Here at Smith Shapourian Mignano PC, we often receive questions from early stage entrepreneurs regarding how to acquire funds for their business. Often, at the time they arrive on our doorstep, these entrepreneurs have a great idea (or at least, an idea in development); have devoted some resources to engineering their idea; and are in preliminary talks with potential investors. To that end, we provide this short and informative blog article about what to do when you’re seeking funding from outside sources.
STEP 1: As obvious as this sounds, it bears elucidation -- you cannot give away equity in your company in exchange for money without creating a corporation and authorizing shares. Most (institutional) investors prefer a Delaware C corporation because Delaware corporate laws are friendly to both companies and their investors, and there is no corporate income tax. So, for the savvy entrepreneur who intends to, or at least wants to preserve the opportunity to, raise venture capital money, incorporating in Delaware is an excellent choice.
As a side note, consider filing/processing time. Filing Articles of Incorporation with the Delaware Secretary of State is easy and quick to do, but it can take a couple of weeks for the hard copies to return by mail to California (absent paying extra money for expedited processing time). Also, for those startups headquartered in California, registering to do business here with the California Secretary of State, and registering to do business in your local county, can also take three to five weeks (with regular processing time). If you do not want to pay any extra money for expedited filings, you should consider the time that you want your business to be “official” and open to receiving money, and then subtract three to five weeks to generate a conservative estimate of the time to incorporate.
STEP 2: If your startup is marketing a product of some sort, it also might be worth your time to consult with a patent agent or patent attorney. Investors want to make sure that you own your technology and that you are not infringing on anyone else’s technology before investing in your company. Our law firm refers to a few patent law firms that can provide you with some preliminary guidance as to whether your technology is even patentable, and can perform a search to ensure that your idea is not already patented by another company.
STEP 3: While issuing shares to founders and early stage employees, you should keep track of what your company is doling out to each person by way of a cap table. Investopedia provides a distinct summary of a cap table her:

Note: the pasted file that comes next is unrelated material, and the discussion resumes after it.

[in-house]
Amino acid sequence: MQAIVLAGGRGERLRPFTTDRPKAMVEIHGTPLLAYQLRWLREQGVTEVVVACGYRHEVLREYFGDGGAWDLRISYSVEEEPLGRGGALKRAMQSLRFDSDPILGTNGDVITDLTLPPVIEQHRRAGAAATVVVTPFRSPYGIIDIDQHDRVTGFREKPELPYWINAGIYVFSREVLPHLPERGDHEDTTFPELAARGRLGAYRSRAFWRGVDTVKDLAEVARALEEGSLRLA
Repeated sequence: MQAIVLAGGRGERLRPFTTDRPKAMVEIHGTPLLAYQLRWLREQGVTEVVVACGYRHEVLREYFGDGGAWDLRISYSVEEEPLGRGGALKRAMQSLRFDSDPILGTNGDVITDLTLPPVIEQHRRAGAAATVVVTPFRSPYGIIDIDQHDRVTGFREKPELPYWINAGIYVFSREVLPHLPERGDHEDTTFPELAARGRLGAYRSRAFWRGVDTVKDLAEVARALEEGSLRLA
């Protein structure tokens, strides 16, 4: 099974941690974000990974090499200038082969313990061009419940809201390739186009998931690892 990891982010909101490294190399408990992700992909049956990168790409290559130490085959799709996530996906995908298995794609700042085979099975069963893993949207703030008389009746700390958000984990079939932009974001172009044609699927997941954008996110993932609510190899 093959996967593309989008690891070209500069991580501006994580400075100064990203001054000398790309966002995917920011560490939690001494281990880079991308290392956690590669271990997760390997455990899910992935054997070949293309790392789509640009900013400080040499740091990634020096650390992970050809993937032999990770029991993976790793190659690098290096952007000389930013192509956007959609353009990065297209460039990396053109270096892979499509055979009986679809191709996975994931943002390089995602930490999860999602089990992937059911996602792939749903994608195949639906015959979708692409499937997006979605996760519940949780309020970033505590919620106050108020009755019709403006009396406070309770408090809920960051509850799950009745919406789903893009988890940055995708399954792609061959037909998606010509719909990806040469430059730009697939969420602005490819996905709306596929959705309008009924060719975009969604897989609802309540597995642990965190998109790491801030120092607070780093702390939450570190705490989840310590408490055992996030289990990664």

A capitalization table is a spreadsheet or table, typically for a startup or early stage venture, that shows capitalization, or ownership stakes, in a company, including equity shares, preferred shares and options, and the various prices paid by stakeholders for these securities. The table uses these details to show ownership stakes on a fully diluted basis, thereby enabling the company's overall capital structure to be ascertained at a glance. Founders are usually listed first, followed by executives and key employees with equity stakes, then investors, such as angel investors and venture capital firms, and others who are involved in the business plan.1
You do not need a lawyer to create a cap table for you, although we do for a number of our clients to help them stay organized. There are a number of free templates online, and outsourced CFO service companies may provide templates and guidance as well. And of course, speaking of getting your finances in order, you can prepare your startup for a successful raise by engaging bookkeepers and accountants early on to ensure that your financial reports and documents are tidy and accurate. Remember -- you’re running a business and Investors like entrepreneurs that know and manage their finances properly.
STEP 4: Finally, you may raise some preliminary funds via convertible note term sheets or SAFE documents. We discussed the differences between these two vehicles, and the securities requirements associated with raising money, here. In California, most startups are raising their pre-seed or seed money via SAFE documents.
Smith Shapourian & Mignano, PC is available to answer any questions or concerns you may have regarding raising money for your startup.
This blog does not constitute solicitation or provision of legal advice, and does not establish an attorney-client relationship. This blog should not be used as a substitute for obtaining legal advice from an attorney licensed or authorized to practice in your jurisdiction. You should always consult a suitably qualified attorney regarding any specific legal problem or matter in a timely manner, as statutes of limitations may bar your claim.
1. See http://www.investopedia.com/terms/c/capitalization-table.asp#ixzz4nrwFfdT5.